June 14, 1987 |
The Soviet Communist Party newspaper Pravda on Saturday called President Reagan's appeal for the demolition of the Berlin Wall a display of "bare-faced anti-Sovietism." Pravda said Reagan's speech Friday in West Berlin, in which he appealed directly to Kremlin leader Mikhail S. Gorbachev to tear down the wall, was a hypocritical attempt to disguise the reasons for the barrier's construction.
January 29, 1986 |
Israeli Prime Minister Shimon Peres, touring the city where Adolf Hitler plotted the extermination of millions of Jews, today visited the site where the Nazi dictator's would-be assassins were executed. At the 29-mile-long Berlin Wall that since 1961 has slashed the city into a Communist eastern sector and a western part, Peres said: "Walls come, walls go, but the human spirit remains."
February 12, 1997 |
With an offhand remark at his last news conference, President Clinton laid bare the assumptions that underlie the administration's current approach to China--and, at the same time, all the problems and contradictions inherent in his policy. Let's call it Clinton's "Berlin Wall" theory about China. He told the news conference that liberty is bound to increase in China over time.
January 11, 1986 |
A group of U.S. congressmen on Friday urged East German Communist Leader Erich Honecker to tear down the Berlin Wall, but he gave no indication that he is about to do it. Rep. Tom Lantos (D-San Mateo), leading one of the most senior U.S. delegations ever to come here, told a news conference after meeting with Honecker that the wide-ranging talks were very cordial and historic. "The time has come to take down the wall. Our view is that a corollary of the economic achievements cited by Mr.
November 1, 2009 |
Three statesmen who oversaw the fall of the Berlin Wall, which led to the collapse of communism in Europe, gathered here Saturday to reflect on the changes they helped usher in 20 years ago. Former President George H.W. Bush; the last Soviet leader, Mikhail S. Gorbachev; and former German Chancellor Helmut Kohl were honored at a ceremony in Berlin. Kohl, 79, who went on to become the first chancellor of a reunited Germany, recalled the heady days that led up to the Nov. 9, 1989, collapse of the wall and Washington's and Moscow's willingness to let it fall.
August 14, 2001 |
Germans flew flags at half-staff and laid wreaths Monday to mark the 40th anniversary of the building of the Berlin Wall, which divided the city for a generation and became a potent symbol of the Cold War. The focus of the commemorations was the roughly 200 East Germans killed while trying to cross what their rulers called the "anti-fascist protection barrier" and the many more who died trying to get across the frontier between East and West Germany before the wall fell in 1989.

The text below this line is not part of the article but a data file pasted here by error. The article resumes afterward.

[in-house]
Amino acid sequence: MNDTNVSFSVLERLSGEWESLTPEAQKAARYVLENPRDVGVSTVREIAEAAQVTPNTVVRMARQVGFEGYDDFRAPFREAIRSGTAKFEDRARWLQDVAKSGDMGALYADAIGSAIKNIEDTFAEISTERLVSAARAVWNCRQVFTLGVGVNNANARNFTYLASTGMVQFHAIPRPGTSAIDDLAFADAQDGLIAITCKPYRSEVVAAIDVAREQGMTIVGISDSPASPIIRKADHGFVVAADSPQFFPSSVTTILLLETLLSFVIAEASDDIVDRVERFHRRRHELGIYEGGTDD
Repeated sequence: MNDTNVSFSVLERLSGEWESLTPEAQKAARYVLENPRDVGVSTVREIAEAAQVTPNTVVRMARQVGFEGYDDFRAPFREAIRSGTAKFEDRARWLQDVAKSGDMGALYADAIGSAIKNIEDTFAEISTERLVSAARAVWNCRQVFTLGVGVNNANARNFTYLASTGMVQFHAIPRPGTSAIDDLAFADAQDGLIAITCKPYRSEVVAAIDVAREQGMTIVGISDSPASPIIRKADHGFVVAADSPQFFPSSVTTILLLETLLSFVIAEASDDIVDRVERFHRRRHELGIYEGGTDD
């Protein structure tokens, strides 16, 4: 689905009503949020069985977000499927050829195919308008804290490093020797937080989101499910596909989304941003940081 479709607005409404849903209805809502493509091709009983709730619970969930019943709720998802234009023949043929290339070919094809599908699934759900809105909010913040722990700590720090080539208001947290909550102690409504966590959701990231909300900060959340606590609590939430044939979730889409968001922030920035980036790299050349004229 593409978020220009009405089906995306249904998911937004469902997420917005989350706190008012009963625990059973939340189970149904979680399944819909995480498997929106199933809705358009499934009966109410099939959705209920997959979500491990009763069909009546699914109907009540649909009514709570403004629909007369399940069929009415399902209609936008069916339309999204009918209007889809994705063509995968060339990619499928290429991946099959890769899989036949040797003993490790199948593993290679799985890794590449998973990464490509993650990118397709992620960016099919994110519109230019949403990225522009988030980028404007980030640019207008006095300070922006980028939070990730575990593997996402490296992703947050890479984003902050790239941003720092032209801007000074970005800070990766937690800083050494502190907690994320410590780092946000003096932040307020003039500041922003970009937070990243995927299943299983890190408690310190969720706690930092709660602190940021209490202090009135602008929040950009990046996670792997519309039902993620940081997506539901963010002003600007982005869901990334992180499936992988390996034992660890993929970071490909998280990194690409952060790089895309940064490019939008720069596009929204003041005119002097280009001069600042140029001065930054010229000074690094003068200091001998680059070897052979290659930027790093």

April 27, 1986 |
Just after midnight on May 5, 1963, a red Austin Healey Sprite approached the barrier on the eastern side of the Berlin Wall at Checkpoint Charlie. The top of the sports car was down, the windshield was missing, and at the wheel was Heinz Meixner, 20, an Austrian lathe operator. He showed his passport to the East German guard, who waved him on to the customs shed.
November 1, 1994 |
WALL FACTS The Wall began as a barrier between the east and west sides of Berlin, but it was later extended to surround West Berlin, sealing it off entirely from East Germany. * The concrete structure that faced the West was made up of three-ton panels on average 11 1/2 feet tall, 3 1/2 feet wide and 8 to 10 inches thick. * In some places, the barrier had up to nine elements, including guard towers and a vehicle barrer trench. * 45,000 panels were used.
November 10, 1989 |
Until the morning of Aug. 13, 1961, a growing number of East Germans crossed unhindered into West Berlin. Many came just for a day to work or shop in the West and then returned home. But many more came to stay in West Berlin or go on to West Germany, 110 miles away. As the exodus grew, the East German regime instituted a series of measures designed to slow the flow of people to the West. They didn't work.
CALIFORNIA | LOCAL
September 29, 1998 |
It may be one of the ugliest monuments to freedom ever commissioned. But when a graffiti-scarred slab of the Berlin Wall is resting in a reflective pond at Chapman University at the end of the year, it will symbolize the 50-year history of the Cold War to thousands of students. Most of them will know that the 26-mile-long wall--built of concrete, steel bars and barbed wire--was built in 1961 to keep Communist East Germans from defecting to democratic West Berlin.